We wandered along the old walls past numerous scraggy cats afflicted with all sorts of mange, back through the Plaza de la Constitucíon and to San Sebastian church and the surrounding streets. The streets are cobbled and narrow giving a true feeling of the village as it would have been. With little time to spare as we needed to catch the bus and get back to the garage for a diagnosis on the car we were unable to view the Caves of the Old Forge or the Casa Museo (Folk Museum) both of which give an insight into the Mijas of old.

We caught the bus from opposite the town's Ayuntamiento (town hall) back to Fuengirola, they also go to Benalmádena and Torremolinos, for the very reasonable sum of €1.45 each. I enjoyed returning to Mijas, a village that continues to embrace new ventures whilst still retaining some of its old world charm. There is something for everyone here and if the timing is right you can enjoy free Flamenco dances in the Plaza Virgen de la Peña (usually on a Tuesday) or purchase some of the local pottery and leather goods that are available in many of the shops. It is a pleasant change from the beach and more obvious tourist traps of the coast.

Pine trees gripped onto the orange boulder-strewn sides as we curled up the mountain. The sea, once a hazy ribbon, became a memory hidden behind the peaks. As we snaked around the valleys into the Serranía Ronda the trees thinned to be replaced by shrubs amongst which could be seen the odd sheep grazing. The rocks took on a greyer hue as we neared the town of Ronda in the Andalucían province of Málaga, with areas of flat land dressed with weathered rocks. Life became more evident with a few small hotels and restaurants grouped at crossroads as we approached the outcrop of rock on which Ronda sits.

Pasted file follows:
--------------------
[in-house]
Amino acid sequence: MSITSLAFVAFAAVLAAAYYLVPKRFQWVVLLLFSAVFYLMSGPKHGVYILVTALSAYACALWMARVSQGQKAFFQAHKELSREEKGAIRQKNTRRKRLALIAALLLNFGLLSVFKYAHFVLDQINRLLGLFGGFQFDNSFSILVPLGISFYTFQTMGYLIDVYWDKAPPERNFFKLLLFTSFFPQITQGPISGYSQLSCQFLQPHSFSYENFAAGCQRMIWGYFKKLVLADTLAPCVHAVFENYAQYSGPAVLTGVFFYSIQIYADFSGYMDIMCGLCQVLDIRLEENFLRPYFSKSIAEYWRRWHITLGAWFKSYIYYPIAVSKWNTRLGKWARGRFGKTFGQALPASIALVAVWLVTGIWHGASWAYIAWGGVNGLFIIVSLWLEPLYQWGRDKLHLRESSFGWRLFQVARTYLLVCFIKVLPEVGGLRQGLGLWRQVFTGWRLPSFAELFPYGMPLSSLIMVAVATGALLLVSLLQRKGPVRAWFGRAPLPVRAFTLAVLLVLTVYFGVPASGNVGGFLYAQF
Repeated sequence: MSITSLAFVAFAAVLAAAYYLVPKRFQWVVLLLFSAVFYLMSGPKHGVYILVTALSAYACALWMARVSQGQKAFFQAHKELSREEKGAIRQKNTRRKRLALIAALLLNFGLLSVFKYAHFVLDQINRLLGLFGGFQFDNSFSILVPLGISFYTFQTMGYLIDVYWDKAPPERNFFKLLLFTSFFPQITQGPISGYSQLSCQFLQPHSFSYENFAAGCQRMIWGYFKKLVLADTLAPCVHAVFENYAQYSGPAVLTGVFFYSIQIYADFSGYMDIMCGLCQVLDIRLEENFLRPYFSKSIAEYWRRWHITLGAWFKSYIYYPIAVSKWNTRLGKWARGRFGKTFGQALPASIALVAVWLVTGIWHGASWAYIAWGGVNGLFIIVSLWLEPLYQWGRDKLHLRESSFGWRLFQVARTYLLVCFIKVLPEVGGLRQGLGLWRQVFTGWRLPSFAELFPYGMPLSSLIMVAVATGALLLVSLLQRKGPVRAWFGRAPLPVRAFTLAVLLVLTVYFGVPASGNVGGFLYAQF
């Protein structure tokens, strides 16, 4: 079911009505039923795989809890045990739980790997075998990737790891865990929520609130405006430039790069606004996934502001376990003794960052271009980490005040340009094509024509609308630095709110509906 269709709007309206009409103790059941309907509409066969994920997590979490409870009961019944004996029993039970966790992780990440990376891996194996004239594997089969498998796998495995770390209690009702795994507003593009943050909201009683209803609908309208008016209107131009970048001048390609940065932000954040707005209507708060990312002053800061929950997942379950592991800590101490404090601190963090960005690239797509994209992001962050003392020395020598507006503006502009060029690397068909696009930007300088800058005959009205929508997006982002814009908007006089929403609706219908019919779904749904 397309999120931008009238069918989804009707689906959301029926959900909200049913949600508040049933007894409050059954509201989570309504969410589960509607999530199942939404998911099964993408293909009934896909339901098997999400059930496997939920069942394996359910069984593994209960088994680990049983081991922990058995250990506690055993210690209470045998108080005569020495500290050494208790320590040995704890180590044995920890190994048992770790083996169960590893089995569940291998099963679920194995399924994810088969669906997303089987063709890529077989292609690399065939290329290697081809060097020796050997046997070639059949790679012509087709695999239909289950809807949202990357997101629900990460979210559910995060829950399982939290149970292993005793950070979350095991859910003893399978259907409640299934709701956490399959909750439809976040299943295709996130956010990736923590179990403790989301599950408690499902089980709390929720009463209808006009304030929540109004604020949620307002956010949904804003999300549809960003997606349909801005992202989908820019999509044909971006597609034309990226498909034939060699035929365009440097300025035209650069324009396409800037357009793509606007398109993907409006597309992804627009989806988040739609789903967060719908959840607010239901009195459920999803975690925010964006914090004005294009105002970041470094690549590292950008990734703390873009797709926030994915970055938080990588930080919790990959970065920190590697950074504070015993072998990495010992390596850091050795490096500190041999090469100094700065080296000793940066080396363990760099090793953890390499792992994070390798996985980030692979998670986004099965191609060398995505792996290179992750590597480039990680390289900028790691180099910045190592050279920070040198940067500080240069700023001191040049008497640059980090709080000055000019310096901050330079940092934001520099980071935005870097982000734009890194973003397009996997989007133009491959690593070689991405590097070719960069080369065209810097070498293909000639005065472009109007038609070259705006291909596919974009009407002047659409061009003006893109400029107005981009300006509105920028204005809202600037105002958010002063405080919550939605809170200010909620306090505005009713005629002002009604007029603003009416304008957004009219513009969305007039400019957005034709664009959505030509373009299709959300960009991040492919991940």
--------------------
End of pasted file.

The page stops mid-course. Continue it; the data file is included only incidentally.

A billy goat chewed nonchalantly on a shrub next to a shrine, impassive as the bus sailed past him. Then in front of us the sprawling white town of Ronda, larger than I remembered from previous visits, sat perched as if a spaceship had landed and remained. On the outskirts a huge hospital is being built, or at least the shell is there but no workmen were evident and I wonder whether there is money enough to finish it, and housing estates have sprung up like mushrooms. The other side of the road remained farmland with farmsteads dotted about the land.

Ronda is one of the oldest towns in Spain with origins in Prehistory. The caves of Pileta are one of the most significant monuments from prehistory with its Stone Age art whilst other megalithic monuments are scattered about. Closer in history are the Roman remains which can be found dotted around the area including the town of Acinipo. There was not time enough, restricted as we were by bus timetables, to hire a taxi to take us to the town but there are the remains of the theatre that make it a worthwhile excursion if already in the Ronda area. It was under the Moorish influence that Ronda attained its status and some of its most impressive architecture. Ronda became one of the capitals of the five coras of Al-Andalus.